Featured Rewildologist: Susie Stockwell
I am a field ecologist, about to start a new role with Birdlife Australia supporting the Western Ground Parrot project, a threatened species on the south coast of Western Australia which I am super excited to jump into. Other than that, I am a science communicator and creator of the platform #itsawildlife, a blog and podcast dedicated to supporting people on their journey to work their dream job in wildlife science or conservation.
Birds, scicomm, podcasting, and blogs. We love it! How did you get into so many different aspects of conservation?
I wasn’t one of those people who had a clear idea that this was what I would do with life. When I left school, I was kinda all over the place – with no idea who I was, where I wanted to go – and no one to suggest how to start figuring that out.
Serendipitously, during a humpback whale survey, camped on the pindan cliffs of the beautiful Kimberley coastline, I felt a strong purpose and pull for the first time, and changed my degree from nursing to study conservation ecology.
From here, I slowly started to feel my way through the industry – and after years of volunteering, I started to land dream job after dream job:
Guiding whale shark swims, working as a research assistant in Kakadu National Park, interning with threatened species in old-growth mallee woodlands within a feral-proof fence, chopper-ing around the Kimberley, working on surveys, fighting fires and taking bird tours.
That’s the more glamorous side of the “wildlife industry” and while we love living and working in remote locations, working for important conservation outcomes, there are some less-glamorous aspects I feel strongly about changing – the high competition for limited funding, degradation of work-life balance and other pressures like low pay, long hours, contract instability and lack of support, especially for entry-level biologists – I see these challenges as accepted parts of the industry when they probably don’t need to be and I am all about breaking down barriers to entry and retention in this field.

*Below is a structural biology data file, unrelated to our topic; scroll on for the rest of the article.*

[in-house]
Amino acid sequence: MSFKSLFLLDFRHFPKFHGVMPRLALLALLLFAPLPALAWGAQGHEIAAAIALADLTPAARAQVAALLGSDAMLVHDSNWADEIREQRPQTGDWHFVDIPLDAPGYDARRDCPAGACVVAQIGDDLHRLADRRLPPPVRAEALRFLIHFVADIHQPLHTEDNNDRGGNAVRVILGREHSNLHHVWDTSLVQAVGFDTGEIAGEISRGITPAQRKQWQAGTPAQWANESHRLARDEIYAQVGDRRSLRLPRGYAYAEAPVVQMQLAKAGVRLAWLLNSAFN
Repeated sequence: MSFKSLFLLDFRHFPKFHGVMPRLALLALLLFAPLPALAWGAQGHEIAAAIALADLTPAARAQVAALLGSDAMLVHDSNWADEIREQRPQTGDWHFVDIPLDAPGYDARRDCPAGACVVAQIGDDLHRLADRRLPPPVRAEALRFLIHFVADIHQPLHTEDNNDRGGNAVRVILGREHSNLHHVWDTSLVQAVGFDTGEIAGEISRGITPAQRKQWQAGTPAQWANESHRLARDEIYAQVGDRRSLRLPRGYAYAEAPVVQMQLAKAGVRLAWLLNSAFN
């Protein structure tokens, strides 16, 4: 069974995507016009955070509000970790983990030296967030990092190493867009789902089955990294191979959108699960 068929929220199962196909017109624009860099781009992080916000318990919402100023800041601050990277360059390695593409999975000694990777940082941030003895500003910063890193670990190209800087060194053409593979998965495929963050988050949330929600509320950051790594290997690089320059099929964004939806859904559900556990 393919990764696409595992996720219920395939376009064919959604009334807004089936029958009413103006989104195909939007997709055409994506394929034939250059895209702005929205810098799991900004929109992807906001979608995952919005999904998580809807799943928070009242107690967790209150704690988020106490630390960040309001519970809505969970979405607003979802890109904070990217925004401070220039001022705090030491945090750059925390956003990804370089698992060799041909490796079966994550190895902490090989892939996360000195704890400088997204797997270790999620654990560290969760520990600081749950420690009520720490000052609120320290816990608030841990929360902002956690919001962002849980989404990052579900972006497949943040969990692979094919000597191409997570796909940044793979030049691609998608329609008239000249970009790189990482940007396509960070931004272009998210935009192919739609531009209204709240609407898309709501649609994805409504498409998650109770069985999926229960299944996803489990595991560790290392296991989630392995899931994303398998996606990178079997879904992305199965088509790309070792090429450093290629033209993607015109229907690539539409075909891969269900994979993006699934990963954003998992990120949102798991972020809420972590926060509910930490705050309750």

For this purpose, I created a blog and podcast #itsawildlife, largely to support people on their journey to work their dream job in wildlife science or conservation (and to combat some of the eco-guilt I feel, growing up in a world of broad-scale biodiversity loss and climate change).
Note: As an Australian, I acknowledge the traditional owners of the lands we live and work on and the role they play in shaping and caring for country, and pay respects to elders past, present and emerging. I feel so grateful for the opportunities and support I received throughout my journey and also want to acknowledge the privileges I had being able to pursue higher education and volunteer on projects to gain experience. My goal is to help people pursue this career path, whether they have these opportunities or not.
First of all, I would preface this question by acknowledging here is so much good advice out there for those who ask around (that’s definitely something I would recommend).
From my experience, I would recommend taking the following steps when starting out, or whenever you feel stuck or stagnant in your career:
- Take time to think about your goals – what would your life look like (feel like) if you already had that dream role? Think about steps you can take today to step into that life. I would 100 % recommend taking time to reflect, visualise and journal for best results.
- Take opportunities as they present themselves to build your skills, experience and network – you never know where they might lead!
- Try to enjoy the journey and put your best foot forwards, even when things feel uncertain or challenging. I like to tell myself that what’s meant for me won’t miss me. Might sound a bit woo but it always helps me trust the process and enjoy the journey. It doesn’t have to be that but I would recommend finding something that works for you to maintain your confidence during times of uncertainty or waiting.
Thank you so much for your time, Susie!
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